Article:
The Electronic Journal of e-Government publishes perspectives on topics relevant to the study, implementation and management of e-Government

For general enquiries email administrator@ejeg.com

Click here to see other Scholarly Electronic Journals published by API
For a range of research text books on this and complimentary topics visit the Academic Bookshop

Information about the European Conference on Digital Government is available here

 
Journal Issue
Volume 7 Issue 1 / Jan 2009  pp1‑122

Editor: Frank Bannister

Download PDF (free)

An Overview of e‑Government Metadata Standards and Initiatives based on Dublin Core  pp1‑10

Abdurrahman Alasem

Look inside Download PDF (free)

A Suggested Framework for Assessing Electronic Government Readiness in Egypt  pp11‑28

Nahed Amin Azab, Sherif Kamel, Georgios Dafoulas

Look inside Download PDF (free)

Business Rules in e‑Government Applications  pp29‑38

Flavio Corradini, Alberto Polzonetti, Oliviero Riganelli

Look inside Download PDF (free)

e‑Governmentality: On Electronic Administration in Local Government  pp39‑48

Katarina Giritli Nygren

Look inside Download PDF (free)

A Social Perspective on Implementation of e‑Government — a Longitudinal Study at the County Administration of Sweden  pp49‑60

Kerstin Grundén

Look inside Download PDF (free)

The Influence of Malaysian Telecenters on Community Building  pp61‑70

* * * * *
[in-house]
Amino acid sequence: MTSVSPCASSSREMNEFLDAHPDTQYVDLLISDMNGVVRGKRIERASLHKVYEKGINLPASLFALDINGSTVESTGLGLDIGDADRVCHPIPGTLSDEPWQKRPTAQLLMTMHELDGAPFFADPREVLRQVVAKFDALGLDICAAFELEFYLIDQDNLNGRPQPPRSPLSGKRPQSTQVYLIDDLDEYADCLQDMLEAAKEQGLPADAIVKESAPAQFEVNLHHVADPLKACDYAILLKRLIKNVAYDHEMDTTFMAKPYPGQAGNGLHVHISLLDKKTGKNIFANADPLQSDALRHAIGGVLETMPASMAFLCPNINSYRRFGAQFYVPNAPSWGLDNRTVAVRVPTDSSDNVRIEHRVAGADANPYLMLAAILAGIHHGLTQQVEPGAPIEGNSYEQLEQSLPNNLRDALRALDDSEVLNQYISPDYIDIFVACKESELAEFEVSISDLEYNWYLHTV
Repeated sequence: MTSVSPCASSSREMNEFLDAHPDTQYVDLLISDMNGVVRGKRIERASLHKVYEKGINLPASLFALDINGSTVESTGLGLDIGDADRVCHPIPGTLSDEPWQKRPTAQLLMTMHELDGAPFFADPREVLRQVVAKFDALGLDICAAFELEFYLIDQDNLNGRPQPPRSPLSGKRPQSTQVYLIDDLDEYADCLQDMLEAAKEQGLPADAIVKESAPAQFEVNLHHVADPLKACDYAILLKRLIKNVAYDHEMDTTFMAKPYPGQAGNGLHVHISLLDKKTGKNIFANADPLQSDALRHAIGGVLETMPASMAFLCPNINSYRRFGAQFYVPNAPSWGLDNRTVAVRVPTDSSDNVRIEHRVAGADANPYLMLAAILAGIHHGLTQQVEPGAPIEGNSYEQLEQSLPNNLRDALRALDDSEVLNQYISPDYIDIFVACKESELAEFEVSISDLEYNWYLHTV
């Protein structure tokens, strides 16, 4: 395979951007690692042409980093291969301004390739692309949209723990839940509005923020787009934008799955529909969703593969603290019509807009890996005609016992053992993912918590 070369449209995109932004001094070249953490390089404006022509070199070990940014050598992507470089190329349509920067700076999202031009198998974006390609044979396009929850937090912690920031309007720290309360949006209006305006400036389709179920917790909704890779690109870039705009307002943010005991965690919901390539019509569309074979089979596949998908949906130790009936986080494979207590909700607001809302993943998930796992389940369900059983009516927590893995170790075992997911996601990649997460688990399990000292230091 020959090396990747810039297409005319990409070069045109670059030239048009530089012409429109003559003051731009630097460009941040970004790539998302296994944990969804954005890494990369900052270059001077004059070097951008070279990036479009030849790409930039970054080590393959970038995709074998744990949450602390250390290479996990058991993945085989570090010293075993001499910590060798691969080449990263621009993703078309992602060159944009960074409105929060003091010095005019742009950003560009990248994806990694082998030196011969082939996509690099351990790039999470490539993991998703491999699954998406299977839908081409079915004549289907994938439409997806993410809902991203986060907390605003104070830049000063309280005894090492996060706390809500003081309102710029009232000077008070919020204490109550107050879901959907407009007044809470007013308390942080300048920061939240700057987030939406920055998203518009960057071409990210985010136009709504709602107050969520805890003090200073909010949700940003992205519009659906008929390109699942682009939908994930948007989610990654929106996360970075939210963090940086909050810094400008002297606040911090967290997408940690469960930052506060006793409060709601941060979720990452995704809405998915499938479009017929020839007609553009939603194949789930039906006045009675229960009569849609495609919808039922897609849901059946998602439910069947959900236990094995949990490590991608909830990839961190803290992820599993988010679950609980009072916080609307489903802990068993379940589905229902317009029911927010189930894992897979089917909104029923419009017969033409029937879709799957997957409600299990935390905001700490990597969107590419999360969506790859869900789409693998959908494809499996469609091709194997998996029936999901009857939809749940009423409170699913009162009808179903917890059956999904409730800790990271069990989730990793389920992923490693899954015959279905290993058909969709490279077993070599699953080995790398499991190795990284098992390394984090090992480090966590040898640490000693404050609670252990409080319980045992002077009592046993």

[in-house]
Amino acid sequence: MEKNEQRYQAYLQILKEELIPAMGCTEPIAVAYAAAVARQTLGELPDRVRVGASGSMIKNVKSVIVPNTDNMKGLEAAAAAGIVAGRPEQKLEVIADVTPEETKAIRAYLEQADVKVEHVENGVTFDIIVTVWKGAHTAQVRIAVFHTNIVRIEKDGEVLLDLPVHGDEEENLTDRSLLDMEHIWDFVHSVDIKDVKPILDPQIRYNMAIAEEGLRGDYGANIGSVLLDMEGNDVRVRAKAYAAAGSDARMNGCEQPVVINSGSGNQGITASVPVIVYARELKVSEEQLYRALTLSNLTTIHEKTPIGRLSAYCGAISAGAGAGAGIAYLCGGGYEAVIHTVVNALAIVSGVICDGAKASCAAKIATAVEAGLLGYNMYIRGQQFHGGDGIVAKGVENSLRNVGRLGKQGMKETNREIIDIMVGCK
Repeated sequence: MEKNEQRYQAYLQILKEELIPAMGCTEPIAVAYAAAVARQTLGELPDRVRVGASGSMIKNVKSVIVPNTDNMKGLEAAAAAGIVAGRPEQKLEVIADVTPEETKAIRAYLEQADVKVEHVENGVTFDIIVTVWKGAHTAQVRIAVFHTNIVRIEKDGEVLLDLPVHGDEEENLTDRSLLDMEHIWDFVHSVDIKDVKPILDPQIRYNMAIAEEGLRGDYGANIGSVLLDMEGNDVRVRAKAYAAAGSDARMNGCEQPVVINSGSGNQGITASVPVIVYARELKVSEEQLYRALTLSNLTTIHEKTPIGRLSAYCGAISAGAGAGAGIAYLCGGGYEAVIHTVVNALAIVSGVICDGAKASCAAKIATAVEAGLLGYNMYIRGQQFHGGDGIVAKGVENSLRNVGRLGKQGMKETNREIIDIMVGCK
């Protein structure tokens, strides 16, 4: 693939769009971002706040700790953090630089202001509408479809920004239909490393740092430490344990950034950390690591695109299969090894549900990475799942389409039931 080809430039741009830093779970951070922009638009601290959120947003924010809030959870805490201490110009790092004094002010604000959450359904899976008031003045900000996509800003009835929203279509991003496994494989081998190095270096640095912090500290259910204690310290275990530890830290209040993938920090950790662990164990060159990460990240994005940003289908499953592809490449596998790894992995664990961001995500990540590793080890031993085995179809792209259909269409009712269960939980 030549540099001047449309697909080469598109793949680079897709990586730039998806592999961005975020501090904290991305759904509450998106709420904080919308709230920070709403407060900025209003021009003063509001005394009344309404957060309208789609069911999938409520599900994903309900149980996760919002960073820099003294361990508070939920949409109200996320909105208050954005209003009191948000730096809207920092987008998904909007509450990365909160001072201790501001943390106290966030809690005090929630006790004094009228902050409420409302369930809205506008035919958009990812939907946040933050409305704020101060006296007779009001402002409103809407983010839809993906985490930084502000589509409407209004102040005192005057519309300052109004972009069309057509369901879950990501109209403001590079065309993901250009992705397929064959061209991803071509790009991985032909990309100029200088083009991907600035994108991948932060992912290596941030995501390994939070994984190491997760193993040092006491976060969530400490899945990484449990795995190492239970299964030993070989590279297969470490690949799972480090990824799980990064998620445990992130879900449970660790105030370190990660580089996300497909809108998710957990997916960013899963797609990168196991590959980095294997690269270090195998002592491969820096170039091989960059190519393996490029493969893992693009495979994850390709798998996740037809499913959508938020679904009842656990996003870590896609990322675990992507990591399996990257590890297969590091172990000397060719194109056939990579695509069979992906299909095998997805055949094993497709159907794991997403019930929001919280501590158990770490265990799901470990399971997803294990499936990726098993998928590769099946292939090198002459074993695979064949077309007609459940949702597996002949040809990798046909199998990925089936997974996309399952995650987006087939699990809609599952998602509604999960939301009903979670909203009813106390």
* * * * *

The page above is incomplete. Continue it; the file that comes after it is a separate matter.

Zulkefli Ibrahim, Sulaiman Ainin

Look inside Download PDF (free)

Internet Voting, Turnout and Deliberation: A Study  pp71‑86

Michel Chevallier

Look inside Download PDF (free)

e‑Government and Technology Acceptance: The Case of the Implementation of Section 508 Guidelines for Websites  pp87‑98

Paul T. Jaeger, Miriam Matteson

Look inside Download PDF (free)

Abstract

This paper examines the relevance of the Technology Acceptance Model for e‑Government websites at federal government level in the United States through an exploratory research study. Various unfunded government mandates over the past several years have required agencies to create websites, put services on the sites, and make them accessible to citizens, and the federal e‑Government now includes tens of thousands of sites. Section 508 of the Rehabilitation Act, for example, was passed to ensure e‑Government sites would be accessible to persons with disabilities. By studying the implementation of the requirements of Section 508 through a number of data collection techniques and in terms of the Technology Acceptance Model, this paper seeks to use this particular law as an example through which to better understand the processes by which government agencies adopt e‑Government requirements and the actions that government managers can take to improve the implementation of such adoption. 

 

Keywords: e-Government, technology acceptance model, accessibility, Section 508, disability, public servants, websites

 

Share |
Citizens4Citizens: Mapping Participatory Practices on the Internet  pp99‑112

Albert Meijer, Nils Burger, Wolfgang Ebbers

Look inside Download PDF (free)

Examining the Barriers to e‑Government Adoption  pp113‑122

Richard W. Schwester

Look inside Download PDF (free)